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Eur J Clin Nutr. 2004 Nov;58(11):1492-7.

Plasma AA and DHA levels are not compromised in newly diagnosed gestational diabetic women.

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Institute of Brain Chemistry and Human Nutrition, London Metropolitan University, London, UK.



The polyunsaturated fatty acids, arachidonic (AA) and docosahexaenoic (DHA), are vital structural and functional components of the neural, vascular and visual systems. There is increased demand for these fatty acids during pregnancy. Diabetes impairs the synthesis of both AA and DHA. We have investigated the possibility that pregnancy-induced diabetes compromises the levels of plasma AA and DHA in newly diagnosed expectant mothers.


Cross-sectional study.


London, UK.


Venous blood was obtained from 44 women with gestational diabetes mellitus (GDM) and from the same number of nondiabetics, during the third trimester. Fatty acid composition of plasma choline phosphoglycerides (CPG), triglycerides (TG) and cholesterol esters (CE) was analysed.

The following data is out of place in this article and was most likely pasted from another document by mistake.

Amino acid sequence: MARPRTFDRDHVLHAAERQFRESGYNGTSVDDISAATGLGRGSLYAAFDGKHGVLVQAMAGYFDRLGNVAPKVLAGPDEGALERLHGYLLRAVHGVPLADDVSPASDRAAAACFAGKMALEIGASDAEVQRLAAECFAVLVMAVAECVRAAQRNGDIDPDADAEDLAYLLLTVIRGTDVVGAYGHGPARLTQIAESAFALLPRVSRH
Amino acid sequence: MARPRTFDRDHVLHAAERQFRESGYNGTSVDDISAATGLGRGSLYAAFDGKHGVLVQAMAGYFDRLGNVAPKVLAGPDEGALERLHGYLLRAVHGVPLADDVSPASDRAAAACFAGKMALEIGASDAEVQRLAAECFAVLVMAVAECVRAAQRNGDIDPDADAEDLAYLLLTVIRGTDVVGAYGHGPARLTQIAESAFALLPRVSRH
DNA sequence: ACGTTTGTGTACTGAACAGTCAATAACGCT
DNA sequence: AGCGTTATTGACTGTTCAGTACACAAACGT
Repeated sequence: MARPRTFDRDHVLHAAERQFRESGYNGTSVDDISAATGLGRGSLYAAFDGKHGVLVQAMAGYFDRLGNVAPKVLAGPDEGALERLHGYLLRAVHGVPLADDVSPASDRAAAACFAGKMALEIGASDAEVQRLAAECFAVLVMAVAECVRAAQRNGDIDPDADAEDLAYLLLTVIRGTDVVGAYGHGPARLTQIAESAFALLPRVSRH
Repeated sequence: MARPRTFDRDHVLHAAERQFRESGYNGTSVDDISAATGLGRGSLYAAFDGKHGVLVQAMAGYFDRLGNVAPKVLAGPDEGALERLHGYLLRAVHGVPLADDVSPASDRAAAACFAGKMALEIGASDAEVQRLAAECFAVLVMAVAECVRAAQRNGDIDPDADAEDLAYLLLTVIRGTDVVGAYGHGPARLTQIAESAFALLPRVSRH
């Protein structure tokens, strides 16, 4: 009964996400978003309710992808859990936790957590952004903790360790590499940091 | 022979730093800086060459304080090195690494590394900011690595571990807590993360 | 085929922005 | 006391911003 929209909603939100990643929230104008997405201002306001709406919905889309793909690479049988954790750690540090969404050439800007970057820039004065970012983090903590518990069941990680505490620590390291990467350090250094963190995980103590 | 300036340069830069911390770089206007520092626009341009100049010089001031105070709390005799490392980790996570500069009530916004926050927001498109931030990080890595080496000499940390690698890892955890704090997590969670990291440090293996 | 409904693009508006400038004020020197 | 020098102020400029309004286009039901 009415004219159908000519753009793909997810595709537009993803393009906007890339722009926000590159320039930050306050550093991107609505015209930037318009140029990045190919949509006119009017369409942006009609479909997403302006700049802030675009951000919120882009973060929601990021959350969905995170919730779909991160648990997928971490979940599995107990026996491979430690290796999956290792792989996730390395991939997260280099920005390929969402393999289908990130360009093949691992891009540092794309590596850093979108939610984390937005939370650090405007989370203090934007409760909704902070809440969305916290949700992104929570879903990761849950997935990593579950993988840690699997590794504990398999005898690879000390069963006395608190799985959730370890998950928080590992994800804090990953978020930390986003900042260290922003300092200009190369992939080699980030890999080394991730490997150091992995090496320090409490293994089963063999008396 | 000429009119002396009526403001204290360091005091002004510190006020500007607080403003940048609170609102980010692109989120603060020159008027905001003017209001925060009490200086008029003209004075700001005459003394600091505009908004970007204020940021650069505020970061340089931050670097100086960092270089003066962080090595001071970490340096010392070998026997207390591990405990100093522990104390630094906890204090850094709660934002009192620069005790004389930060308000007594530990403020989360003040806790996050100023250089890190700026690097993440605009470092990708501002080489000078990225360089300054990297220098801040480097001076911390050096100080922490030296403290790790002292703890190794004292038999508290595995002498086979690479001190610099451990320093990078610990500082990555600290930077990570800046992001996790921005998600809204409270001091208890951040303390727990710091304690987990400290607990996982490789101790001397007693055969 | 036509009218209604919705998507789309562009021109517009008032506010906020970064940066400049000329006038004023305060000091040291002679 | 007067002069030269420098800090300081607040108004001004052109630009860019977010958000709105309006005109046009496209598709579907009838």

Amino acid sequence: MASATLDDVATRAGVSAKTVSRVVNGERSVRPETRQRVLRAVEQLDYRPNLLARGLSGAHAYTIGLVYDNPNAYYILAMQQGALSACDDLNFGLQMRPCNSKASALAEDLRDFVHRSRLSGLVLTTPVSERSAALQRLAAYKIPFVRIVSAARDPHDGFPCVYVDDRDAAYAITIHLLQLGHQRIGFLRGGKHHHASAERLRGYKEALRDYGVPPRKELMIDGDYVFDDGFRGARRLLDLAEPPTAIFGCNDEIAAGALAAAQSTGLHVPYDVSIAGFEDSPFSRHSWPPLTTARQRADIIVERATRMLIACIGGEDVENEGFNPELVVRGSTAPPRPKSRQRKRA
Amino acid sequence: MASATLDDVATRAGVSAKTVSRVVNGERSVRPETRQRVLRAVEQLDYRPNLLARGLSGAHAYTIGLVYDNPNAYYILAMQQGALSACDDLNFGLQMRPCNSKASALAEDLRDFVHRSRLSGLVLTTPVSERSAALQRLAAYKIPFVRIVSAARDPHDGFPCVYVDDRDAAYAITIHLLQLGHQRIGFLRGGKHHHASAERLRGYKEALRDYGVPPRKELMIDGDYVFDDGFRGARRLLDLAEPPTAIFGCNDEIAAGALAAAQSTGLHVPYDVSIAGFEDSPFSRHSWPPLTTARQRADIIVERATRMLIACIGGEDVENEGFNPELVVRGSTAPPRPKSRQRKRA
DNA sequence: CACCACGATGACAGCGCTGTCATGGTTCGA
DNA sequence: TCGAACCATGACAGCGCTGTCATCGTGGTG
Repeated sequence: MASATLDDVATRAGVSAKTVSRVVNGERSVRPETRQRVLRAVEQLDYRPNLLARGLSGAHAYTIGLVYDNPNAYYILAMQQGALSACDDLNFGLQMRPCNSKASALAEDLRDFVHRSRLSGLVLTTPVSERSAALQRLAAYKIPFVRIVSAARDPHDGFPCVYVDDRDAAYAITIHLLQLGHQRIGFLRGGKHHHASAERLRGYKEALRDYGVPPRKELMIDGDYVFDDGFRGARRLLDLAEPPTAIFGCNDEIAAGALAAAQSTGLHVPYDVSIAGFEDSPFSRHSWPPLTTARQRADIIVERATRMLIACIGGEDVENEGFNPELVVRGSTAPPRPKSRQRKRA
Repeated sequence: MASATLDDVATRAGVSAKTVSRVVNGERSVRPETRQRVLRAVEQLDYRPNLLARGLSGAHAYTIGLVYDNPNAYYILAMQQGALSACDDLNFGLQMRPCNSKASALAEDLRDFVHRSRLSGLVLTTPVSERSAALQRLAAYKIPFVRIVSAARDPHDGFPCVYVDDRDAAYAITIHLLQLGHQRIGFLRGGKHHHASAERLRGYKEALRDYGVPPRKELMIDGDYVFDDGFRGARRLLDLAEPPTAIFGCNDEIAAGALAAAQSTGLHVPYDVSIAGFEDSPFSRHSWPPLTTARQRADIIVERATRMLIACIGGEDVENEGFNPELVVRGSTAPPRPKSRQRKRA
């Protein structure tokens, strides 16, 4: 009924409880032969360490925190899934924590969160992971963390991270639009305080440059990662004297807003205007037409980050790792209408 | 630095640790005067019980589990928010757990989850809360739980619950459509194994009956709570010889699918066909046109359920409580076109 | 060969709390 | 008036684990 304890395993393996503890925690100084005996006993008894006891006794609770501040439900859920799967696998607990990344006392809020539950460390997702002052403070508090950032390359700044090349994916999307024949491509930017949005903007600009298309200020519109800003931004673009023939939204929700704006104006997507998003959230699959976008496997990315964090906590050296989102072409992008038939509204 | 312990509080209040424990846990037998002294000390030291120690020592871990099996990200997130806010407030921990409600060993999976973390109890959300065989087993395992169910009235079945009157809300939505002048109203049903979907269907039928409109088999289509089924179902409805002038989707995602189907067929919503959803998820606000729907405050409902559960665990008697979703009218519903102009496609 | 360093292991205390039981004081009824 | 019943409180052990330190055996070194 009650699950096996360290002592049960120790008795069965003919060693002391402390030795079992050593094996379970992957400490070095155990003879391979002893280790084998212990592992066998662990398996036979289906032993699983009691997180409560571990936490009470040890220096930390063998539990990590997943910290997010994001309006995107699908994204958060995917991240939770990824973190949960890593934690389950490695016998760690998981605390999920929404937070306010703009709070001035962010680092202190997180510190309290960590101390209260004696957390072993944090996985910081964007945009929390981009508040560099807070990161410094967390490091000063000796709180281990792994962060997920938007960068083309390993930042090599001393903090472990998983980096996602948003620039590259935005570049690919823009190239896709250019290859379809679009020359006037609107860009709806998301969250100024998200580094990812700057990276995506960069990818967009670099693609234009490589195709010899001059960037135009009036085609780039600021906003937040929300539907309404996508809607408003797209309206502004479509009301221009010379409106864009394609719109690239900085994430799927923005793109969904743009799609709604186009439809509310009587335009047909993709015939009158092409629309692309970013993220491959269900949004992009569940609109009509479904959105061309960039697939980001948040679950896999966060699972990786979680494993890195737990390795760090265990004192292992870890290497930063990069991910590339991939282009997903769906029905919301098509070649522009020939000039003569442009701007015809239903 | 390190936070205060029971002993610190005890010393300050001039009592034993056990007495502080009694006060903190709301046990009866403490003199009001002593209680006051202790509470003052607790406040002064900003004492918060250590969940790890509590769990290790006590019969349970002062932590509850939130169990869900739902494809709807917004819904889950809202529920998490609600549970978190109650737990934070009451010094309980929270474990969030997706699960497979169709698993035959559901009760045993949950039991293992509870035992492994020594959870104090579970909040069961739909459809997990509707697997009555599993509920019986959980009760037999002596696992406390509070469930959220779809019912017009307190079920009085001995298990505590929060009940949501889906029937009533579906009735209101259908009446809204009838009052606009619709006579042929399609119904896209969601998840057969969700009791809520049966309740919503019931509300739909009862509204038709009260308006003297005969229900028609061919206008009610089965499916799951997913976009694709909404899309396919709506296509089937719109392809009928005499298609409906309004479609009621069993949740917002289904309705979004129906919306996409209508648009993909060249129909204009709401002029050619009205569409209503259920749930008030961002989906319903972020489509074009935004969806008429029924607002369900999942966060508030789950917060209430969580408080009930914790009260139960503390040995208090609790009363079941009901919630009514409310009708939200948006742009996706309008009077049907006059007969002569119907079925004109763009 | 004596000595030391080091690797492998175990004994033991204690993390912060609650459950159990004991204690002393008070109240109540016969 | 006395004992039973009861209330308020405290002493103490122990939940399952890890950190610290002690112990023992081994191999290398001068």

The GDM women had higher levels of AA (20:4n-6; P<0.0001) and AA/linoleic acid ratio (20:4n-6/18:2n-6; P<0.01) in the CPG, and linoleic acid (LA; P<0.0001), total n-6 (P<0.01), DHA (P<0.05) and n-3 metabolites (P<0.05) in TG compared to their nondiabetic counterparts. Similarly, AA (P<0.0001), osbond acid (22:5n-6; P<0.05), total n-6 metabolites (P<0.0001), AA/LA (P<0.0001) and n-6 metabolites/LA (P<0.01) were higher in the CE of the GDM women. There was no difference in the levels of DHA in CPG and CE between the two groups (P>0.05).


The results of this study do not provide evidence that the activity of delta-6 or delta-5 desaturases, which are vital for the synthesis of AA and DHA, is compromised by pregnancy-induced diabetes. However, since the samples were taken at diagnosis, it is conceivable that the duration of the diabetes was too short to have a discernable adverse effect on the levels of AA and DHA in plasma lipids.

[Indexed for MEDLINE]

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